Maybe it’s the smoke graying the air and the hills lining our windows. Maybe it’s the muffled quietness of the house, the streets outside, the subdued rooms in our apartment, so silent that my husband is asleep with the NY Times in his lap. Bored, I sip my third cup of coffee trying to focus on the To Do list in front of me.
We are in a period of waiting.
We are waiting for a doctor’s call to set a surgery date; waiting for a piece of mail with news of a query sent to a magazine; waiting for a friend’s call to ease our anxiety about her health; waiting for a pill to lessen the pain in my knee; waiting for good news from a son who is also waiting; waiting for a cooler moment to walk to the grocery for food for tonight’s dinner; waiting for the TV show that is our habit each evening and makes us believe, at least for a moment, in the media’s ability to tell us today’s truth.
When we get a surgery date for Don, if I get a response from the magazine, when my friend calls, when I take a chance on walking to the store, after all this waiting, I will begin to understand that waiting is never over. New waitings will arise. I know this because of a call I got just now which ended one of the waitings I’ve been living with: the publication of my next novel.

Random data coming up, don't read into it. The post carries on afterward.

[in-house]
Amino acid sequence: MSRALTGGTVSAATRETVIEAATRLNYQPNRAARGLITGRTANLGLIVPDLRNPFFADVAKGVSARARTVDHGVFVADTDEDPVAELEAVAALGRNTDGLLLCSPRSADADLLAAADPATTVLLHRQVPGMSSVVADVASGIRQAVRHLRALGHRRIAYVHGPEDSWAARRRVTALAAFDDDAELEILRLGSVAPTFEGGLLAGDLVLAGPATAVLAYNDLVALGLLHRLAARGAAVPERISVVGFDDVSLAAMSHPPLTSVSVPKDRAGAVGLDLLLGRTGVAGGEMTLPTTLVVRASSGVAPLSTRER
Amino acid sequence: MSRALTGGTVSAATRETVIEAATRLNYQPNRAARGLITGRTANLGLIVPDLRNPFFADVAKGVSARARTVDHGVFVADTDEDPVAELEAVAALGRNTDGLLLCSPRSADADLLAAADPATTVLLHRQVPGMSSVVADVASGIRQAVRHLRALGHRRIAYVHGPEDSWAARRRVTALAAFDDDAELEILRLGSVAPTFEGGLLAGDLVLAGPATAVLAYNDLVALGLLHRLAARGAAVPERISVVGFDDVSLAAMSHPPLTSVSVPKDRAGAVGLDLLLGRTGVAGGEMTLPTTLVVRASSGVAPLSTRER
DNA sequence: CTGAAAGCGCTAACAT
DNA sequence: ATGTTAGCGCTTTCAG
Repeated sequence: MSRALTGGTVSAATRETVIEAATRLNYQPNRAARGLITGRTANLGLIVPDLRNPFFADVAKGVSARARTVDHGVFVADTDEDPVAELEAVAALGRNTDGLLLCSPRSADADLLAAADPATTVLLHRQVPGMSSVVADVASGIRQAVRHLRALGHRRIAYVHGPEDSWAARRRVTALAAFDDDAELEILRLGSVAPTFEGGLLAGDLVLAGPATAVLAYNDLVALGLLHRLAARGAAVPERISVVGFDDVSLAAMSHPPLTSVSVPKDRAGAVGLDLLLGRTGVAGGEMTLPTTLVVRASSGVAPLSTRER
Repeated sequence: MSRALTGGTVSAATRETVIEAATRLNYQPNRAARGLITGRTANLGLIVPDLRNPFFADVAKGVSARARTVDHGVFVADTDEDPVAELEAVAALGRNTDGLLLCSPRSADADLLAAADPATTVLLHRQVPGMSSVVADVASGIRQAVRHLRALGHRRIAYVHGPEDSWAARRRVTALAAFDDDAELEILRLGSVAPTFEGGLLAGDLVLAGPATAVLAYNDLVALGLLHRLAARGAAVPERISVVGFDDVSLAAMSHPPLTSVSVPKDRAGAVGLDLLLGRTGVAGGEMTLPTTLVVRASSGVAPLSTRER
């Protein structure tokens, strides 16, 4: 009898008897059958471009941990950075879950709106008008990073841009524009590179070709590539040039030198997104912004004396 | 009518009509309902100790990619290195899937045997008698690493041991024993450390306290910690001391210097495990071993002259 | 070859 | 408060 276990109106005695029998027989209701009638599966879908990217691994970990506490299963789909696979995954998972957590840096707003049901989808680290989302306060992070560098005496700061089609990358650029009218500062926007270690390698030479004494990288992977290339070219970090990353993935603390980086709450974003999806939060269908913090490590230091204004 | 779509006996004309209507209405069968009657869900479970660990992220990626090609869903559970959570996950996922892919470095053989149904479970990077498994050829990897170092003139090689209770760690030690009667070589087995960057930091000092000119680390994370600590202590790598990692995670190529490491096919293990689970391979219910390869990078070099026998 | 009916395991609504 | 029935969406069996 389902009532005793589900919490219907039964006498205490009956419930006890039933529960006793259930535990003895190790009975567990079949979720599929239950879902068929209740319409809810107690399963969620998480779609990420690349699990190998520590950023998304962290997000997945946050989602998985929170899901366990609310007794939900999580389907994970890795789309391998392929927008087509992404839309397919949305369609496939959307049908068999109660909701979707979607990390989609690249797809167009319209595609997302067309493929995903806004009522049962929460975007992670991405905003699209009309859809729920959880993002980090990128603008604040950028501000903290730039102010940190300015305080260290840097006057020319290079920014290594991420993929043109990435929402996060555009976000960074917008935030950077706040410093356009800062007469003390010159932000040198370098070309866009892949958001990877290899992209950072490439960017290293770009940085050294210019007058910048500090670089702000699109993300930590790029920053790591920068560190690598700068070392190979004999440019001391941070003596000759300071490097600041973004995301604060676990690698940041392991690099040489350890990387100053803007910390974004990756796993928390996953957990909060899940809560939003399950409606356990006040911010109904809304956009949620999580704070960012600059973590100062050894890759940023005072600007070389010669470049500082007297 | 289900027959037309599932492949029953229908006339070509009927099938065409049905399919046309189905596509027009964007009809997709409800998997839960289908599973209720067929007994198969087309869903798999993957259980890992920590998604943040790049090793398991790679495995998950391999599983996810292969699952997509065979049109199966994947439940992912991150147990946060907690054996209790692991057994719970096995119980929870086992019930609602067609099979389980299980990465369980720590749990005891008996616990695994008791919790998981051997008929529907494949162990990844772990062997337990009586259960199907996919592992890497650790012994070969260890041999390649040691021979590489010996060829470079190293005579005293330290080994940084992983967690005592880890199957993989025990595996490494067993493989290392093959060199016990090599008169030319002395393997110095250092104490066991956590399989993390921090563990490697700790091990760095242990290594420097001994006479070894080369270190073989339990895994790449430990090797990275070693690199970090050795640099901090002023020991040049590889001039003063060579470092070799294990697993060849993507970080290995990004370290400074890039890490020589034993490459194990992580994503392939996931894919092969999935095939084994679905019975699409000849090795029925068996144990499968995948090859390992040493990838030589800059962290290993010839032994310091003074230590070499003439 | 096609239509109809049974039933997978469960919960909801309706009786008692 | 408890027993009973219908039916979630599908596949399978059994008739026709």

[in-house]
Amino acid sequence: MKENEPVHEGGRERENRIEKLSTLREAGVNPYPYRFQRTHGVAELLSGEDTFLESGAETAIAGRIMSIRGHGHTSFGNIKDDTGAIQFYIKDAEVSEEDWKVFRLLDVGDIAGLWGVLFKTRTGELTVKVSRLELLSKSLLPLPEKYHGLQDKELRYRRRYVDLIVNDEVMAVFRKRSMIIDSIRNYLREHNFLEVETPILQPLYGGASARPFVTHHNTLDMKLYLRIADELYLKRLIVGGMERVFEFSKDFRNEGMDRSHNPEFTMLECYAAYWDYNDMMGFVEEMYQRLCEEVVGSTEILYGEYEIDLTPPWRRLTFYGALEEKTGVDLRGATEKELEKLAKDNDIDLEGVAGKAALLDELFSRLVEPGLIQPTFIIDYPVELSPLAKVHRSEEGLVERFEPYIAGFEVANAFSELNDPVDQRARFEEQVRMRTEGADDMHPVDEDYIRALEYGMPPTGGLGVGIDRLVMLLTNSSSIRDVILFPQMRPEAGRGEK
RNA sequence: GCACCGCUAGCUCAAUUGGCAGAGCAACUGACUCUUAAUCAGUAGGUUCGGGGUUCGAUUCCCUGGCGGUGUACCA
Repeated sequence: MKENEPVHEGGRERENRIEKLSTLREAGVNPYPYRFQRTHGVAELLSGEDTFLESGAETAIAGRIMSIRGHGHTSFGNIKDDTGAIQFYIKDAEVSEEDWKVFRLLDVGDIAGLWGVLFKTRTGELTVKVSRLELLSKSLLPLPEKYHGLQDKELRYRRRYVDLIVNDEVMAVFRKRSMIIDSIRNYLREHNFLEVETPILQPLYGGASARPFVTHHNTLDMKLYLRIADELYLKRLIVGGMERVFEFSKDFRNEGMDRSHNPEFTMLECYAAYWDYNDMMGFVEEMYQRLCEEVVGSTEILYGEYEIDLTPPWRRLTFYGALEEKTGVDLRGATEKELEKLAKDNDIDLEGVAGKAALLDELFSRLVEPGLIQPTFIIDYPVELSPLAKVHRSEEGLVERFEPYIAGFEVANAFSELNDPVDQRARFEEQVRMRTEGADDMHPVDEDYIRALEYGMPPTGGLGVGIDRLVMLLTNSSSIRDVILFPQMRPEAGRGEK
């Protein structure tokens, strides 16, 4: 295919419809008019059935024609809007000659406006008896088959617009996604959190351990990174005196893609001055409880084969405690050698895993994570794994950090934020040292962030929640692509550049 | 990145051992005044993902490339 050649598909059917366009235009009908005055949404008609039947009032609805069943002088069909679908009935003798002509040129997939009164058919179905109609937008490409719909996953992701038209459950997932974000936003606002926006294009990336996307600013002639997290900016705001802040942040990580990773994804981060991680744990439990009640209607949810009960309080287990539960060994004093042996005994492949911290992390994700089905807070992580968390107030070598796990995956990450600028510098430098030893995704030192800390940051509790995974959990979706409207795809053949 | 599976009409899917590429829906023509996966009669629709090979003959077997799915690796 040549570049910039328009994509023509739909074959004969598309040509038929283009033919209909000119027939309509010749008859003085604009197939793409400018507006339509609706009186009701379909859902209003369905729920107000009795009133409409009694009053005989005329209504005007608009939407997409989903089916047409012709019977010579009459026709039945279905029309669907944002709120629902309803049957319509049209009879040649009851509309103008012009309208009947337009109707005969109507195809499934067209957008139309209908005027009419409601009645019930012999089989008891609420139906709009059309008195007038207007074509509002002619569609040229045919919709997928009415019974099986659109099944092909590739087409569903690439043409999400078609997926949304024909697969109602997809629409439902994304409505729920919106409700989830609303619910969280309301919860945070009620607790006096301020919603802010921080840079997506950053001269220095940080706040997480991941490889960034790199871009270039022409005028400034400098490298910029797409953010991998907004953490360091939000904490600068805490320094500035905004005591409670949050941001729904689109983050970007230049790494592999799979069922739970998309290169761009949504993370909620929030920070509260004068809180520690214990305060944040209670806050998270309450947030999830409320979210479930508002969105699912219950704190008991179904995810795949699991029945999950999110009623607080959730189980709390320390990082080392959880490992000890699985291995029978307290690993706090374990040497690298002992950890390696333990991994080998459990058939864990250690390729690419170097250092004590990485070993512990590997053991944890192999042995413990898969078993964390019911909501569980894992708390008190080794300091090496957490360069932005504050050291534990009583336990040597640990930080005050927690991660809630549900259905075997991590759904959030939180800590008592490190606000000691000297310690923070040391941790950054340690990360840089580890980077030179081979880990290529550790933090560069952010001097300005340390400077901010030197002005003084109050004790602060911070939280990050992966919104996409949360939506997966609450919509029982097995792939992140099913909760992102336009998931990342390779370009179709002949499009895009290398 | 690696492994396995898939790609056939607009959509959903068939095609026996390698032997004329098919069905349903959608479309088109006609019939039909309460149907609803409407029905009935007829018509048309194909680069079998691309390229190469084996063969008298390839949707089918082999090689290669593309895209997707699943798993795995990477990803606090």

I had plans for the book’s arrival, a To Do list of promotions, readings, newsletter notes, a launch with champagne, maybe. Then the call came. My publisher informed me that instead of a firm launch date, she is going out of business—on the day she had set for my book to be born.
That waiting is over. At first I felt relieved. My To-Do list dissolved. I could …
even … Then she suggested I try self-publishing. “You’ve done it before,” she reminded me.
I have given the idea some thought since her call. My story is an okay one, one I’d like to see in print. I’m thinking that maybe I can even change its title, the awful one given to it by the now-gone publisher. Maybe, maybe.
So now I’m beginning the wait for my book to be born. Again. My To Do list has changed, is growing complicated. I need to clean off my desk, get organized, learn how to deal with the digitalized materials that I’ll be sent, leftovers from my publisher’s emptied files. I will re-title the book, create a new cover, plead for help from Createspace. Probably cry at least once.
But I won’t have time to notice the gray smoke.